And now, in the move to discriminate against those who remain unvaccinated against Covid, are we seeing the culmination of this witch-hunt mentality? Is there another slow, sure creep from the concerted effort to suppress a new disease to a concerted effort to suppress a new unreason? Certainly, the parallels abound.
As with the witch-hunts, the beginning phases of Covid were devoted solely to the identification and mitigation of a physical contagion: anyone with a persistent cough was advertised as a potentially lethal threat and urged to get tested for a new disease, with images of the yellowish inside of a Covid patient’s lungs helping to instill the habit of keeping our distance from the infected.
Then, as with the witch-hunts, the grounds for keeping our distance were extended. Loss of taste and smell, unexplained blisters on toes, a high body temperature, and several other symptoms were added with more or less certainty to the list of signs of contagion. And certain behaviours began to be identified as dangerous – the handshake, the hug, paying with cash, showing your face… all began to partake of the suspicion initially aroused in respect of the persistent cough.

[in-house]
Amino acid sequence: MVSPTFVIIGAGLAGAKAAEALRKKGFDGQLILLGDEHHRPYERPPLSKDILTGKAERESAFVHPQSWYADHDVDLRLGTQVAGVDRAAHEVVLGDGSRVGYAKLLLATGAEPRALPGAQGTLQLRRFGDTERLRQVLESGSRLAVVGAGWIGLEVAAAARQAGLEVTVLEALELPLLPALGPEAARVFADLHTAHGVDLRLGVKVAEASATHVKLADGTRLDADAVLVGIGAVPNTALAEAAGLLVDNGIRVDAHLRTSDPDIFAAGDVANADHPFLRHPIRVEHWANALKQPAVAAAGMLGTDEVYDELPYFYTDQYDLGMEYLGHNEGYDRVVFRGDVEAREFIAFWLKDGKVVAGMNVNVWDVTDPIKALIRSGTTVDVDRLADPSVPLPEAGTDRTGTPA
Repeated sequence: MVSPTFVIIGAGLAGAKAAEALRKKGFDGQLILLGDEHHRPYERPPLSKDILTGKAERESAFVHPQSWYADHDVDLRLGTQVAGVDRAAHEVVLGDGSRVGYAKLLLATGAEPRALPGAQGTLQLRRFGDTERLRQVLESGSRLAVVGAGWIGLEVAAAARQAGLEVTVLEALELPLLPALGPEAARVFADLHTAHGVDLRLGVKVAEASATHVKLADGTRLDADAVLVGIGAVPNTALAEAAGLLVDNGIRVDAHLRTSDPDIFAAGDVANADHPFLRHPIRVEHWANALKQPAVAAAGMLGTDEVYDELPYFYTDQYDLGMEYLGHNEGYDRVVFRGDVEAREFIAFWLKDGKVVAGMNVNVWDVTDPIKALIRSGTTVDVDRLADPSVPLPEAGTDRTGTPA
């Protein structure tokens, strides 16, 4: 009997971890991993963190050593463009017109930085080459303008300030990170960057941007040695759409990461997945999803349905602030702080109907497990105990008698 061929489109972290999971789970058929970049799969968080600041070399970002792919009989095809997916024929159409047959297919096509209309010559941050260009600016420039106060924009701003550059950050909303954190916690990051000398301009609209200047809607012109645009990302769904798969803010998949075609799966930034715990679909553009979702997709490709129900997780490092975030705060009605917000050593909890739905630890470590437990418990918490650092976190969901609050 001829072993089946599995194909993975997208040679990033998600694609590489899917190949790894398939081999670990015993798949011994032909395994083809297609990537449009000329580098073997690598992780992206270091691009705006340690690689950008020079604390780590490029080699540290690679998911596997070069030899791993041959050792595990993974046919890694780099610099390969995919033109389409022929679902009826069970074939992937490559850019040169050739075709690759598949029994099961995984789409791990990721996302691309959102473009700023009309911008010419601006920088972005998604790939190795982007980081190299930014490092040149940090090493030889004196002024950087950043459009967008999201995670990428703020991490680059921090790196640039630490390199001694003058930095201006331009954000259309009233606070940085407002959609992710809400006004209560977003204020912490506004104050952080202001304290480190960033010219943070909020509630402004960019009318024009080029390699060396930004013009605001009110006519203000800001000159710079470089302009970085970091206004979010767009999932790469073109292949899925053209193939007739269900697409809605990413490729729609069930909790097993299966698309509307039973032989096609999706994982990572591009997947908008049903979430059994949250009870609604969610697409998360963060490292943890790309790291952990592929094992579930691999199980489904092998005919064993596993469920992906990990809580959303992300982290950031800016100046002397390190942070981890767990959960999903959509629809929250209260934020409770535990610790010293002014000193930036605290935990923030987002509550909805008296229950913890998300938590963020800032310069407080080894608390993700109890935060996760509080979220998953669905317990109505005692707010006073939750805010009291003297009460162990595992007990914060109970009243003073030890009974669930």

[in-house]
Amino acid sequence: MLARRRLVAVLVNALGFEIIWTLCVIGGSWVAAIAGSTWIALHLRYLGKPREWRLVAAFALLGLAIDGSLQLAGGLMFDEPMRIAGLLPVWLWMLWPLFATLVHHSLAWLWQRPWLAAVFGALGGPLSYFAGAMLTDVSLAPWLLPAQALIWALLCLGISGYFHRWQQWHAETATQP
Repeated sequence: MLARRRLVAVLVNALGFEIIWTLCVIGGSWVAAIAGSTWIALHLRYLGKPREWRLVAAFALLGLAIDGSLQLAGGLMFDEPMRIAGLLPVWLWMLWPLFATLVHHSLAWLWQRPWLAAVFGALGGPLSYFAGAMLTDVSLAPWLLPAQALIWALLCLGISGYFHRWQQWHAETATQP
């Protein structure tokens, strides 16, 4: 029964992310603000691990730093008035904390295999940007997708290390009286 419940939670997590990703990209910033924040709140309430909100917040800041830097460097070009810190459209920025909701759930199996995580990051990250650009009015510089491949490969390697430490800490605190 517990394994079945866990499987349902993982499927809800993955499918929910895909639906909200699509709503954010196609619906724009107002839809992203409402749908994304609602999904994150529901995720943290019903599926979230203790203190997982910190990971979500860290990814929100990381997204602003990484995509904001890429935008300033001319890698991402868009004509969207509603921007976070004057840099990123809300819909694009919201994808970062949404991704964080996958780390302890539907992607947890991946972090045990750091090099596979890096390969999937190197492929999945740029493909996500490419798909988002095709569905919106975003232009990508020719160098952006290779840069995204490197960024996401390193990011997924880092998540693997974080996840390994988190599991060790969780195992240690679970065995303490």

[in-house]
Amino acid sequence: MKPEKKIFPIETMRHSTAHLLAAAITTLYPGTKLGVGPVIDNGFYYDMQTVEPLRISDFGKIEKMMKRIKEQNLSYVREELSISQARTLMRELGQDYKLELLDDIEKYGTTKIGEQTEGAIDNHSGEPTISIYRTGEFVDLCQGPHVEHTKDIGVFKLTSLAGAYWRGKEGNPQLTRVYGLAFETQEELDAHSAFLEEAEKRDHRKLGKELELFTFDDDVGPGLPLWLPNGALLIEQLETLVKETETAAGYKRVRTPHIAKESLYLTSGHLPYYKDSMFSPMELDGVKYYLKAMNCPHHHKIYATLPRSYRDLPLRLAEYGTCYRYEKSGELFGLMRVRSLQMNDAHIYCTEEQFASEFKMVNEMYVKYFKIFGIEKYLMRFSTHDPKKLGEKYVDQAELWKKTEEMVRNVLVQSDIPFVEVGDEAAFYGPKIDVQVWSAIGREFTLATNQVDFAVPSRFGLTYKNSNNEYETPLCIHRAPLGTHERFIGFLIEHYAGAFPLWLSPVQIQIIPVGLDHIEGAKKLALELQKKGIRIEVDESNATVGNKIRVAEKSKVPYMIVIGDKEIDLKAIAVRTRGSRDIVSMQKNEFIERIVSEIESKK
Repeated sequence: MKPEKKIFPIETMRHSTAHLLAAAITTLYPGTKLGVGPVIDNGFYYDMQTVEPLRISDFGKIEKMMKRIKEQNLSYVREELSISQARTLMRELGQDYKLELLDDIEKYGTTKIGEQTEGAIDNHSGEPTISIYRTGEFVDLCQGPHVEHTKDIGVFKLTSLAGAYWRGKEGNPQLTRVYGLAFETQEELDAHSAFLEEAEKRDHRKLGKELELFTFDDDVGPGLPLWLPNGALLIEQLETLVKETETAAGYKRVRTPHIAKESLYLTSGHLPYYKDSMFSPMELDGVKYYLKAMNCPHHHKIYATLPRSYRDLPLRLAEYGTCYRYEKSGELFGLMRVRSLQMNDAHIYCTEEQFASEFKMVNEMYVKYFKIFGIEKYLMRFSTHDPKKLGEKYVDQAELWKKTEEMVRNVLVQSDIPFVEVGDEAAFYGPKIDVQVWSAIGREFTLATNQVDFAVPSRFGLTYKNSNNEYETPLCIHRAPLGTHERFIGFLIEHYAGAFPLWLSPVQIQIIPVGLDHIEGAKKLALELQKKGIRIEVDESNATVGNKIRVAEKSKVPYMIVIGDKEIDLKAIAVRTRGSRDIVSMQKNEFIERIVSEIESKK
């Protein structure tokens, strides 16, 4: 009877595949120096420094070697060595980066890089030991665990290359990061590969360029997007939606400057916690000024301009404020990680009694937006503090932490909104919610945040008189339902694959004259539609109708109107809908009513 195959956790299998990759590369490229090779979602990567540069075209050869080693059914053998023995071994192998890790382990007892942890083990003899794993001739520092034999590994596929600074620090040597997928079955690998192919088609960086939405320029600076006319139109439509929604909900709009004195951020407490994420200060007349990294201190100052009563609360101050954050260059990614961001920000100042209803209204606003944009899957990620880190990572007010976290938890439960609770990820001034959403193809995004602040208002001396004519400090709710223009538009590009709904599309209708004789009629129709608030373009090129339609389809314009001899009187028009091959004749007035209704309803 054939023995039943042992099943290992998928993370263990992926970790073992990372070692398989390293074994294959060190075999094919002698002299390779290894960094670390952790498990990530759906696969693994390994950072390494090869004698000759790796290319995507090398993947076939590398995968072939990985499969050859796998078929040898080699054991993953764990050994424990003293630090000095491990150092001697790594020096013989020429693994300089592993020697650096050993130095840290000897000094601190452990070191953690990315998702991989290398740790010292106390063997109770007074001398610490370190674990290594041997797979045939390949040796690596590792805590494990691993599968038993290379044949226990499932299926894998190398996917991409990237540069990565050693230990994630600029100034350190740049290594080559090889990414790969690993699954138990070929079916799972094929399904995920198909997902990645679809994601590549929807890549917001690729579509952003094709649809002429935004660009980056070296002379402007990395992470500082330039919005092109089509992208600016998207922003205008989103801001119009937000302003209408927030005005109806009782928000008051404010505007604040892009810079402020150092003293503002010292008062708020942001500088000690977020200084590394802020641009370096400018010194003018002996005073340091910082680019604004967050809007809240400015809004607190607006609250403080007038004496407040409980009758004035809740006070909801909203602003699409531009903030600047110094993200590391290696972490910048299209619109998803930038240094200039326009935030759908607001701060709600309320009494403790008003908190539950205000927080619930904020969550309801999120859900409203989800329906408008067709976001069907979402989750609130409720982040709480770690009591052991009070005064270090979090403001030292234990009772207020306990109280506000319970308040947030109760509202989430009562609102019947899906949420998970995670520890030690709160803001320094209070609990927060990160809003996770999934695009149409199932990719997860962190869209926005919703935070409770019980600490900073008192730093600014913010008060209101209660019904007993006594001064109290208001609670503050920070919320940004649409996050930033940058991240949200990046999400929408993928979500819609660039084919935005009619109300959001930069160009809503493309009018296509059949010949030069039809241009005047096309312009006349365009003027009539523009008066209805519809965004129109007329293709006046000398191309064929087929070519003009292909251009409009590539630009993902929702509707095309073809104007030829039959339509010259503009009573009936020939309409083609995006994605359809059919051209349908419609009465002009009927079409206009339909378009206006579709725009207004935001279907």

Then a kind of contagion started to be attributed, not to physical symptoms or behaviours, but to words and ideas, as criticism of lockdowns became the ‘toxic’ strategy of ‘let it rip’, and questioning the safety of experimental vaccines became ‘anti-vax’ ‘poison’, and investigations into the origins and nature of the SARS-CoV-2 virus became ‘dangerous’ ‘disinformation’.
Until, as in the witch-hunts, it became possible to vilify the ‘asymptomatic’ spreader, who might or might not be a carrier of disease and might or might not be a fomenter of dissent, who might be sick or might be insane.